A generation ago two principles, equality under the law and colorblindness, grounded the discussion about race in America and helped propel the Civil Rights Movement to victory. How odd, then, that those lofty ideals are little more than curse words on today's college campuses, where opposition to things like affirmative action and diversity quotas is considered heresy.
The way identity issues are discussed on college campuses today baffles most Americans largely because the prevailing ideologies don't rest on any principled foundations. The rhetoric includes words like "diversity," "multiculturalism," and "hegemony," but the words aren't grounded in any consistent bedrock ideas. As a result, mainstream campus opinion on race and identity is rife with contradictions: it shuns Christianity as a bigoted superstition while celebrating Islam as a multicultural treat. It advocates special treatment for minority professors and students, but decries the special "privilege" from which all white people supposedly benefit.
In ethnic studies departments, scholarship confines itself to a narrow liberal ideology communicated in terminology foreign even to college graduates from a generation ago. Meanwhile economics and history departments are disparaged by some as narrow and Eurocentric, though they explore human behavior and experience over many centuries and from myriad perspectives.
Consider two contradictory racial theories currently en vogue on many American campuses.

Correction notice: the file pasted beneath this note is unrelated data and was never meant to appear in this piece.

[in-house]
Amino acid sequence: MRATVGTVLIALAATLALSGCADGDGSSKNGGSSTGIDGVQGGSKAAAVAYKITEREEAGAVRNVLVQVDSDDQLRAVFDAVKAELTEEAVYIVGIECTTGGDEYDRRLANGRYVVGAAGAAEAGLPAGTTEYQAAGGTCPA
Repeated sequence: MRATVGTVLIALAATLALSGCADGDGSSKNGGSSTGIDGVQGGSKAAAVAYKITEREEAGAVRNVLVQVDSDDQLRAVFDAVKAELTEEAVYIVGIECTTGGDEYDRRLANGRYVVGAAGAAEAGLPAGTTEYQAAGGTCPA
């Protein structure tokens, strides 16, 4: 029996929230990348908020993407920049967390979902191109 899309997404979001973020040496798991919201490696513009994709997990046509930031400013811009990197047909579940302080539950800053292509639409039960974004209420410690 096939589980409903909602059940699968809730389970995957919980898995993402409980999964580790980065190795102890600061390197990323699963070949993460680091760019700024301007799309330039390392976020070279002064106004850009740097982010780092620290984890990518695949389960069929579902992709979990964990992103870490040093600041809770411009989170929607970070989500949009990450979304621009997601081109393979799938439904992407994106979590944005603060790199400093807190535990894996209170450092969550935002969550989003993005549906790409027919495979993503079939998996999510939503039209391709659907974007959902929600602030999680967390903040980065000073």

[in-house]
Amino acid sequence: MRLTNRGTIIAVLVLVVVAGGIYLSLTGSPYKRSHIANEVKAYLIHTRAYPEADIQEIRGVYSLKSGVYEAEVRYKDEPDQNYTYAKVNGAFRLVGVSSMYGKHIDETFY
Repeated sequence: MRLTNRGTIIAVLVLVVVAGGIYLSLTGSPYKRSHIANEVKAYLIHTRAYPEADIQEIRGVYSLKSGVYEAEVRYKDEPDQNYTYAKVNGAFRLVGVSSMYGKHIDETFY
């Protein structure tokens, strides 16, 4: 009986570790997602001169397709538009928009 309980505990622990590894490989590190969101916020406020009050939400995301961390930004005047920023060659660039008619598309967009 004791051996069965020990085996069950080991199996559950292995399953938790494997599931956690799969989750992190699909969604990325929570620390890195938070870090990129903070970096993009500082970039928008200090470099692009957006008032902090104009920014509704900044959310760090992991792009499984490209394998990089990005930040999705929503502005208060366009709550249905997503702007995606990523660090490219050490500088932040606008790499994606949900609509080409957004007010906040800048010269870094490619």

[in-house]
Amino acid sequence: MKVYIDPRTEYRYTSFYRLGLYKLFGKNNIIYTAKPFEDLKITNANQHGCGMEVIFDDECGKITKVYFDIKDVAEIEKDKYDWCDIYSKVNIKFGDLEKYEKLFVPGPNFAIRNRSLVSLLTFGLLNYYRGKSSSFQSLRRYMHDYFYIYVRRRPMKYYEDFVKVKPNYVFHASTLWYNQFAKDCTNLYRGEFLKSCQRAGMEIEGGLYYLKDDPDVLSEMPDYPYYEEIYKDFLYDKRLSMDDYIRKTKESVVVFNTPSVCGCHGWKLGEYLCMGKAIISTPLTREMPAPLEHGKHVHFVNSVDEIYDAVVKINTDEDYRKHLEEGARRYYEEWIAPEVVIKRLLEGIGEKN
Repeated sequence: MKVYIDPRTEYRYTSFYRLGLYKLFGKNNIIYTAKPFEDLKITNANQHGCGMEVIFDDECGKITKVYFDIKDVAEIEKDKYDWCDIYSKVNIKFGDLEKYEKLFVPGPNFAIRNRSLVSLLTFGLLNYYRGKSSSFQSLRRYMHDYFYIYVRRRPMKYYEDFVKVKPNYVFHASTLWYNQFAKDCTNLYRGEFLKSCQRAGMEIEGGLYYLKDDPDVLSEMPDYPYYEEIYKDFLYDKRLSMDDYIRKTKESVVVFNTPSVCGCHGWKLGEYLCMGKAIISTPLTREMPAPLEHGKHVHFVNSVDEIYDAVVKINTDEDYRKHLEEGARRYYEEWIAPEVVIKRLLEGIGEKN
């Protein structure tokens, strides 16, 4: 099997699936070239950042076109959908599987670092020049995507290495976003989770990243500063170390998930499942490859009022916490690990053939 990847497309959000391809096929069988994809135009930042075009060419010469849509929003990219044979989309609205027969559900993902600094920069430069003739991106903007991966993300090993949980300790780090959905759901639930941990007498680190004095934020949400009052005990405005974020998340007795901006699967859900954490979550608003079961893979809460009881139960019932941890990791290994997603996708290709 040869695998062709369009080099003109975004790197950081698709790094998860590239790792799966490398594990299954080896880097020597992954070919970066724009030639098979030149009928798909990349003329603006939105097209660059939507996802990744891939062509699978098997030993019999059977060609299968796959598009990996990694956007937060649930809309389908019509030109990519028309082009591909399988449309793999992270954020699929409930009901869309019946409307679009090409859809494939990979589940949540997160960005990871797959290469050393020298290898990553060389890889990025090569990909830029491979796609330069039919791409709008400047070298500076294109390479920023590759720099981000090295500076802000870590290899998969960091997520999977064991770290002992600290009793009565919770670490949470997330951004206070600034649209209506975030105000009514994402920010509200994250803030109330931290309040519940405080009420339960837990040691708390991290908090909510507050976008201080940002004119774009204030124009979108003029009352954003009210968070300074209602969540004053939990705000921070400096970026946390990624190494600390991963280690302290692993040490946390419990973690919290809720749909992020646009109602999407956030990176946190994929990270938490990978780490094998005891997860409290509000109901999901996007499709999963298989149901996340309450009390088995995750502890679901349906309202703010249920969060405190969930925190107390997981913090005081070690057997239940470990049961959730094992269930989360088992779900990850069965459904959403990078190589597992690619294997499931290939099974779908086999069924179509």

The Model Minority Myth contends that Asian Americans are stereotyped as unusually successful citizenslikely to possess native intelligence, work hard, and attain financial success, and unlikely to cause trouble by questioning authority or committing crimes. In other words, they are a "model minority," an example to other minorities who haven't been as successful.
As racial stereotypes go, this may not sound so bad. Indeed, some who decry the Model Minority Myth only object that it's condescending to other minorities, mainly blacks and Latinos, who are implicitly cast as the inferior minorities. But a larger body of scholarship casts the Model Minority Myth (the existence of which is usually assumed) as a travesty for Asian Americans themselves.
In some variations, the case seems plausible. Scholars argue, for example, that the relative success of Japanese, Chinese, and Indian immigrants has hurt poorer, less educated Cambodian and Vietnamese immigrants because the latter are lumped into a category with all Asians rather than treated as distinct groups meriting assistance. In a sense, then, the Model Minority Myth is raising a well-founded objection. People ought to be treated as individuals rather than lumped in as members of a group that says little about their identity or their needs.
Oddly, though, the same Asian Studies departments and student activists who advance that argument themselves favor academic majors that lump all Asian cultures together, campus resource centers and mentoring programs that do the same, and in general favor group rights and remedies for Asian Americans as a whole. Meanwhile they often cast opposition to their agenda as evidence of the Model Minority Myth and its deleterious consequences for all Asian Americans.